Heaven and Hell: John Martin, Laing Gallery, Newcastle
Thursday 10 March 2011
Had he not been born out of his time, Hollywood would have found some very good reasons to hire a special-effects man like the Victorian painter John Martin. He could certainly turn his hand to apocalyptic landscapes. You can easily imagine one of those tiny animated drones with their silly squeaky voices swooping up to the very pinnacles of one of his crags, and then rushing through a swag of boiling, ferruginous clouds.
If you have limited time, the best way of looking at this retrospective in Newcastle – it's the first time that this local man's work has been given much attention in 30 years – is to begin at the end, in a gallery which has across its entrance these half-chilling and half-exciting words: THE END OF THINGS. On the walls we then read a quote from the Book of Revelation, which helps to put us in the mood. It's all about the opening of the sixth seal, and the ensuing mighty earthquake. At which point the moon, ever on cue, turns the colour of blood. Gulp.
These are the last – and some of the largest – paintings that Martin ever made, and they date from the 1850s. They are a kind of summary of everything he wanted to achieve. The bigness. The brashness. The wowness. Martin was deeply engrossed by eschatology and apocalypse. Like Blake, he was a kind of feverish visionary who dreamt terrifying waking dreams, and then filled his canvases with them. They are great visual spectacles – and that's exactly what he wanted, we feel. He wanted to awe the crowds. He wanted to face them down. He wanted popular success. As with some of the paintings by members of the Hudson River School (who were almost his exact contemporaries), he was a fabricator of spectacle. He had the cast of mind of the tub-thumping, non-conformist local preacher.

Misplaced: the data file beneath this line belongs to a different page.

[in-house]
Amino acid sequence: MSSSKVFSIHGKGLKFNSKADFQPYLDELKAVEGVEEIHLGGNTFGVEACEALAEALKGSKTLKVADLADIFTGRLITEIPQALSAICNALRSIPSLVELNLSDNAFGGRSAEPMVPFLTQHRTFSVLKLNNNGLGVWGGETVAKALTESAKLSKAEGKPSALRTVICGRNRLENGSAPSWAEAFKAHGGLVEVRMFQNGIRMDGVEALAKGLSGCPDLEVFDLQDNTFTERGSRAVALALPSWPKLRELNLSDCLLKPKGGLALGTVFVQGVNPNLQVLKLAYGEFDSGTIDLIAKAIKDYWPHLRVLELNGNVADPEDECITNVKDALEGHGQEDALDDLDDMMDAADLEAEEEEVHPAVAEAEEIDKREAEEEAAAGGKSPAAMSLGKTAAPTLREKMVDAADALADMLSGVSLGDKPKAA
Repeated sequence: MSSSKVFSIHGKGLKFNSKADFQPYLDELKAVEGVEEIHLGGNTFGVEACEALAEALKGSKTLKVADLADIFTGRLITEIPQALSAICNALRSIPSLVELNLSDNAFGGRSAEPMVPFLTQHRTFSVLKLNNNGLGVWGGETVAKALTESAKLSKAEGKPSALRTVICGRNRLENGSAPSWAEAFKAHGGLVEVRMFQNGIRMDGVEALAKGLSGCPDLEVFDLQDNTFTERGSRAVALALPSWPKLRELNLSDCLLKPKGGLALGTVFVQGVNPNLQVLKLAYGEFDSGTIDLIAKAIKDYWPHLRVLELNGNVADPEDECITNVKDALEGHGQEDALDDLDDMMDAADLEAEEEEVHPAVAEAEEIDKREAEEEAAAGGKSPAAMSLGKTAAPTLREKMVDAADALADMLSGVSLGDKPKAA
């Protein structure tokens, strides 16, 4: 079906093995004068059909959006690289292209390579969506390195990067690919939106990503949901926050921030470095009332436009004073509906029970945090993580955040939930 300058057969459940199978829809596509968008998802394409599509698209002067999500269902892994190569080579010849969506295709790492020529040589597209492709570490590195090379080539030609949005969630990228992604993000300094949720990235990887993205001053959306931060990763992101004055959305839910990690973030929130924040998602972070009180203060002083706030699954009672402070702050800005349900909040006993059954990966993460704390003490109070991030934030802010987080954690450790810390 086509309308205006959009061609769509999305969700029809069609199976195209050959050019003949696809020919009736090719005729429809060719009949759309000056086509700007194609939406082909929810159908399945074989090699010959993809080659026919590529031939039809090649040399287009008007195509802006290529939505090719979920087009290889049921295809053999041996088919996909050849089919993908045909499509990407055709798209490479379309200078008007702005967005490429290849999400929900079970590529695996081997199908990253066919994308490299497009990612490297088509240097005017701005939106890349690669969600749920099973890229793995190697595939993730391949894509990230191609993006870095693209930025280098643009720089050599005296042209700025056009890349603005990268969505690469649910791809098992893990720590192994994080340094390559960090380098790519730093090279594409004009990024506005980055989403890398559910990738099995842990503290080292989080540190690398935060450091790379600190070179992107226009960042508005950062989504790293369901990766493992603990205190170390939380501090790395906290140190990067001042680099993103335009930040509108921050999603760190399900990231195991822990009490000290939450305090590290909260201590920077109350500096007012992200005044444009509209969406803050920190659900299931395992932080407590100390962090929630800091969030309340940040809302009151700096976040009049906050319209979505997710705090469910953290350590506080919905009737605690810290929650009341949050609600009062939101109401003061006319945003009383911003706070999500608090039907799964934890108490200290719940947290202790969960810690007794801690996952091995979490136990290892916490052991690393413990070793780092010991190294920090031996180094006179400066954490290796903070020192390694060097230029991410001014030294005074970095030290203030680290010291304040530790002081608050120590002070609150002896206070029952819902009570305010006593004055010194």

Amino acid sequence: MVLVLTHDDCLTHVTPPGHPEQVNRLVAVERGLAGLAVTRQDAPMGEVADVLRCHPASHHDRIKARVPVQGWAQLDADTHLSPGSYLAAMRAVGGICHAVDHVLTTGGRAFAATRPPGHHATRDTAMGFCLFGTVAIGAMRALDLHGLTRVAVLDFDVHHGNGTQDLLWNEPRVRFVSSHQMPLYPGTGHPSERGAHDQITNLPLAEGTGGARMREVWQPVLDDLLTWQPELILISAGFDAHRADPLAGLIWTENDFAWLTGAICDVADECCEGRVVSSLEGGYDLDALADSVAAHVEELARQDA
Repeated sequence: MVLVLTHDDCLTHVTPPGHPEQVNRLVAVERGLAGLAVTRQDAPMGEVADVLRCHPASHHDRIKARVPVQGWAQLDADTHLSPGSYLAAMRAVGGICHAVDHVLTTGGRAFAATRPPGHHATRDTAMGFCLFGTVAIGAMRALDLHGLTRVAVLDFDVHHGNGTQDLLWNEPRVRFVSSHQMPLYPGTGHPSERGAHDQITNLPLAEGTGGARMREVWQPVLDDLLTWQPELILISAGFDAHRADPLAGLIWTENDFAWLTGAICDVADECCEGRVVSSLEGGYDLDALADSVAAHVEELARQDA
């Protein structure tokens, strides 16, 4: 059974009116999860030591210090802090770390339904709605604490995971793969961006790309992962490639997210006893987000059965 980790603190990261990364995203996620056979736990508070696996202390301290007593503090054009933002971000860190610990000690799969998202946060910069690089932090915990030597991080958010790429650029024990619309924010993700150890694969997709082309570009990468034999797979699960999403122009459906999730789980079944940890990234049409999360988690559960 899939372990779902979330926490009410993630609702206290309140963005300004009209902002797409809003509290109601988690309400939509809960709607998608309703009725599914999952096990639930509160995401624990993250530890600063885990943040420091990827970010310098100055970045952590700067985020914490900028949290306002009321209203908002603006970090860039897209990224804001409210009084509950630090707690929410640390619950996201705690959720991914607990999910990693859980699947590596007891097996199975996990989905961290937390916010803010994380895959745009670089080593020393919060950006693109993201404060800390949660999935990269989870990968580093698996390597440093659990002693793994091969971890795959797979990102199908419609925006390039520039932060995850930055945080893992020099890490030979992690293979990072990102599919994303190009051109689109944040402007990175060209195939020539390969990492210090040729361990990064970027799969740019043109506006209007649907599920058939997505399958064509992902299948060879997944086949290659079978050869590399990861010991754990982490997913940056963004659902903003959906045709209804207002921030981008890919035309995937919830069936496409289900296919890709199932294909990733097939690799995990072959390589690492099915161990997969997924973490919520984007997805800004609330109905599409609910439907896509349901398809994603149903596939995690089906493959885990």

But, in the end, wasn't he just a showman? Yes and no is the answer. There are some very good things about Martin – these apocalyptic landscapes, where the earth positively convulses, are like staring through the spy hole into a furnace full of liquid glass. His molten reds, his furious, roaring oranges make you inclined to narrow your eye in anticipation of damage. But when he combines all this topographical bravura with attempts to render the human and even the angelic form, his noisy talent falters badly. His figure drawing is terrible – at best, he creates something which looks like a weird combination of Beryl Cook and Hieronymus Bosch. He simply cannot manage small detail.
Look at all the faces in the very bad painting he made for Queen Victoria's coronation, which shows the ceremony at the Abbey. They are embarrassingly awful. And they sit side by side as comfortably as did Bob, Marilyn and Elvis on Peter Blake's Sgt Pepper's cover. No, Martin couldn't paint a face to save his own skin from the Last Judgment. His floaty angelic forms look sort of alright from a distance, but they don't bear much close scrutiny – they are too feebly generic to make any impact. Still, had he been available for hire, they would have snapped him up. And, oh my god, he would have gone running.
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